Dartmoor, May 2010

‘I’m very sorry dear but the price has had to go up to £4 this year and you can’t book. It’s on a first come basis.’ Visions of a crowded, muddy field, Glastonbury-style sprang to mind, so we thought we’d better try and get there as early as possible to avoid the crush as it was a bank holiday weekend.

After negotiating some rather narrow, Devon lanes to comments, such as, ‘These roads are too small’, we arrived at Cockingford Bridge on the Friday afternoon. There were a few tents in 3 small fields by a stream. It was a beautiful spot which fortunately never became overcrowded. Dartmoor was looking rather green and lush with swathes of bluebells as opposed to its more familiar appearance of brown and bleak.

We were all rather tired from an early start so a short recce was decided upon. No sooner had we arrived at Saddle Tor and Haytor, which were just up the road, than Team Warren were discovering letterboxes left right and centre. No rock or stony outcrop was left unsearched. It does appear to be a bit of an addictive activity. John, Mike and Dick started to admire various rock routes they were hoping to climb. You can walk up to the top of Haytor via some very polished steps, so this is what I did, but was too windy to linger on top and admire the view so I came back down and watched the many foals chase each other around.

Saturday dawned wet and windy and remainde that way. Proper British bank holiday weather. (Should’ve gone to Font!?) A walk along Lustleigh Cleave, by the River Bovey was sheltered by woodland and very pleasant. Emerging from the trees to look at Hunter’s Tor and remains of the nearby Iron Age fort several miles on, we’d still not met a soul. Then suddenly there was a crowd approaching, both young and old plus dogs. It was not the Ramblers, but the residents of Lustleigh, beating the bounds. It looked very sociable. A walk alongside the river lead us back to the starting point. Ullacombe Farm café was no doubt the high point of the day for some, where a cream tea, complete with homemade clotted cream revived the inner man / woman.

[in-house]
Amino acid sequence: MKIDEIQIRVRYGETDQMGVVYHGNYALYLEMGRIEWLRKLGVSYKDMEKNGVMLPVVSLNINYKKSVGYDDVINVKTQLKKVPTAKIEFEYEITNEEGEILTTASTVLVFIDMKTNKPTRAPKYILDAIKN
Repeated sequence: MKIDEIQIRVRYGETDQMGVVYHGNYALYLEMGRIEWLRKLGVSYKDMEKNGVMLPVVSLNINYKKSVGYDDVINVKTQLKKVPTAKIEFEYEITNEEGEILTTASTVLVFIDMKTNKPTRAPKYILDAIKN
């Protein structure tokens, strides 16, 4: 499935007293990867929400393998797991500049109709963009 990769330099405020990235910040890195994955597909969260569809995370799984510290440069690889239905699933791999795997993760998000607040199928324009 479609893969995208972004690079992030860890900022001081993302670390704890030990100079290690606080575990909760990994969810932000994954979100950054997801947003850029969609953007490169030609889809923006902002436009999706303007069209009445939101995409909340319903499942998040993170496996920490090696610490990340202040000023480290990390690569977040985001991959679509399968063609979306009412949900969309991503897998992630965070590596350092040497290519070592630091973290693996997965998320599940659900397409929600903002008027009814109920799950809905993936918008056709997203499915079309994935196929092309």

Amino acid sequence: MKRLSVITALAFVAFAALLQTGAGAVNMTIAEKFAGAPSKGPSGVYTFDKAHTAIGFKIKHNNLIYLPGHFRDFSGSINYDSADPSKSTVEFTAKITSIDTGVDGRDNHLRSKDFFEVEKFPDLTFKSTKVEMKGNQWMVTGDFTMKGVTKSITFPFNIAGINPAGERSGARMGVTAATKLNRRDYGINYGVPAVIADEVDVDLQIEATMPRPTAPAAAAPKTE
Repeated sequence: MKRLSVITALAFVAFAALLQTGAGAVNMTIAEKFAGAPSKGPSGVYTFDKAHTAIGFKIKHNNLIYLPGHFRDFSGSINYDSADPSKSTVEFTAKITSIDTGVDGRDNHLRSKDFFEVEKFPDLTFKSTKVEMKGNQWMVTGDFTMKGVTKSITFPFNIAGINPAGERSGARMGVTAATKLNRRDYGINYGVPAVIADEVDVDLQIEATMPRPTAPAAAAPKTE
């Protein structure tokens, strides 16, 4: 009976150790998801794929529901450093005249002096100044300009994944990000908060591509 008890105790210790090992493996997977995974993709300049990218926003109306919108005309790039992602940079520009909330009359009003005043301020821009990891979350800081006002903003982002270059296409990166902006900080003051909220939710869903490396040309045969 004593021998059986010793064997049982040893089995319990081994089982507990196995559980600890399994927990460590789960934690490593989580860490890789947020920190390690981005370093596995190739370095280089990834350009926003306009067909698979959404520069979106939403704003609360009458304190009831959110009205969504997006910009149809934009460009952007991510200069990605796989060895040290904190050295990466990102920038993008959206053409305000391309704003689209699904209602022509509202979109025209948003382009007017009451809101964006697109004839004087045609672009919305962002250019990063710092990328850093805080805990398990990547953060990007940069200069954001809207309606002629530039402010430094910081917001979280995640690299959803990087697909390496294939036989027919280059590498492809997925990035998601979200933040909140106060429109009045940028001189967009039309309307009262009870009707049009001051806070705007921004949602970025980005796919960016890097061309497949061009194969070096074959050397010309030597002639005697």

On Sunday, it was an easy decision to go exploring the Moor, planning to end up at the Warren House Inn, a place where there is a wide variety of cider on offer, as opposed to going back to Haytor to climb. The sun was shining as Kim and set out, initially along the Two Moors Way. We passed Hookney Tor and then Grimspound, a large enclosing wall around the remains of 24 prehistoric huts. We passed many more tors (I never knew there were so many) and barrows. Somehow I managed to spot a letterbox. Yes, that was exciting. We saw quite a few people, many of whom appeared to be furtively looking for something amongst the many piles of rocks. Letterboxers probably. There were lots of ponies and foals which did not appear to be at all concerned by the presence of humans. Our goal, Warren House finally hove into view. We tried between us, to sample a few of the ciders, and very good they were, but we did have to get back to the campsite.

The climbers’ day at Haytor included Honeymoon Corner and Raven Gully routes. Both included challenging sections, one of which, unfortunately, challenged John’s ankle too much. One further climb was attempted by Dick, resulting in a swing from beneath an overhang and a gentle landing thanks to Nick on belay.


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